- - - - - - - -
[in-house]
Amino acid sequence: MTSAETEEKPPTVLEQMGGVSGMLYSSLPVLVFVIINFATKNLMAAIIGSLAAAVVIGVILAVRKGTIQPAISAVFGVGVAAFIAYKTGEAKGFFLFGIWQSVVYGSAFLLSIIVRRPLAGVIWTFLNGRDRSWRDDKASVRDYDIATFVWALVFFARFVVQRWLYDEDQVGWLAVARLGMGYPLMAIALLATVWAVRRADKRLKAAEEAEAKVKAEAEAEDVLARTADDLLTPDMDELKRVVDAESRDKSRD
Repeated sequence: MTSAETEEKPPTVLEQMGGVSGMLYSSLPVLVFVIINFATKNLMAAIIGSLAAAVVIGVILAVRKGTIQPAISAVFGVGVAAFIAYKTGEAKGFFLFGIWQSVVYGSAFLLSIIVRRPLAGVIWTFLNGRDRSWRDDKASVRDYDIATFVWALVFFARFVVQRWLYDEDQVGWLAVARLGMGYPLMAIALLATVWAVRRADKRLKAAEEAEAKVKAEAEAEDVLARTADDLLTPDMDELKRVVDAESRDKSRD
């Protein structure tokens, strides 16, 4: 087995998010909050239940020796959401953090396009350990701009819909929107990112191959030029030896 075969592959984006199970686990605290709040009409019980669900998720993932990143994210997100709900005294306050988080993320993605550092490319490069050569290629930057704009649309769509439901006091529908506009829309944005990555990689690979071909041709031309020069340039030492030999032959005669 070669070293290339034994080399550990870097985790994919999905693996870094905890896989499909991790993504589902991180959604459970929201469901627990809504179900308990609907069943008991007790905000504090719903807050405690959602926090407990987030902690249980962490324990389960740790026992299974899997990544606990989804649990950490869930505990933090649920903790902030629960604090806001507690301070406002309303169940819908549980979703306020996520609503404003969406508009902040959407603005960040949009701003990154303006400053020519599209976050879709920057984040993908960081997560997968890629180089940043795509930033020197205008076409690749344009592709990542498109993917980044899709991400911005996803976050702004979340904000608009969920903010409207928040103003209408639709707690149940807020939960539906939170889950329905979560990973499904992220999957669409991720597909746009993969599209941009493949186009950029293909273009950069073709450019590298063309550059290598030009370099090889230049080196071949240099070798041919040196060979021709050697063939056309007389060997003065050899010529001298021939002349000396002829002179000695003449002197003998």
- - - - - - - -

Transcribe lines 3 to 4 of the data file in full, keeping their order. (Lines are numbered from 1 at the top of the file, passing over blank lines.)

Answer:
Repeated sequence: MTSAETEEKPPTVLEQMGGVSGMLYSSLPVLVFVIINFATKNLMAAIIGSLAAAVVIGVILAVRKGTIQPAISAVFGVGVAAFIAYKTGEAKGFFLFGIWQSVVYGSAFLLSIIVRRPLAGVIWTFLNGRDRSWRDDKASVRDYDIATFVWALVFFARFVVQRWLYDEDQVGWLAVARLGMGYPLMAIALLATVWAVRRADKRLKAAEEAEAKVKAEAEAEDVLARTADDLLTPDMDELKRVVDAESRDKSRD
């Protein structure tokens, strides 16, 4: 087995998010909050239940020796959401953090396009350990701009819909929107990112191959030029030896 075969592959984006199970686990605290709040009409019980669900998720993932990143994210997100709900005294306050988080993320993605550092490319490069050569290629930057704009649309769509439901006091529908506009829309944005990555990689690979071909041709031309020069340039030492030999032959005669 070669070293290339034994080399550990870097985790994919999905693996870094905890896989499909991790993504589902991180959604459970929201469901627990809504179900308990609907069943008991007790905000504090719903807050405690959602926090407990987030902690249980962490324990389960740790026992299974899997990544606990989804649990950490869930505990933090649920903790902030629960604090806001507690301070406002309303169940819908549980979703306020996520609503404003969406508009902040959407603005960040949009701003990154303006400053020519599209976050879709920057984040993908960081997560997968890629180089940043795509930033020197205008076409690749344009592709990542498109993917980044899709991400911005996803976050702004979340904000608009969920903010409207928040103003209408639709707690149940807020939960539906939170889950329905979560990973499904992220999957669409991720597909746009993969599209941009493949186009950029293909273009950069073709450019590298063309550059290598030009370099090889230049080196071949240099070798041919040196060979021709050697063939056309007389060997003065050899010529001298021939002349000396002829002179000695003449002197003998």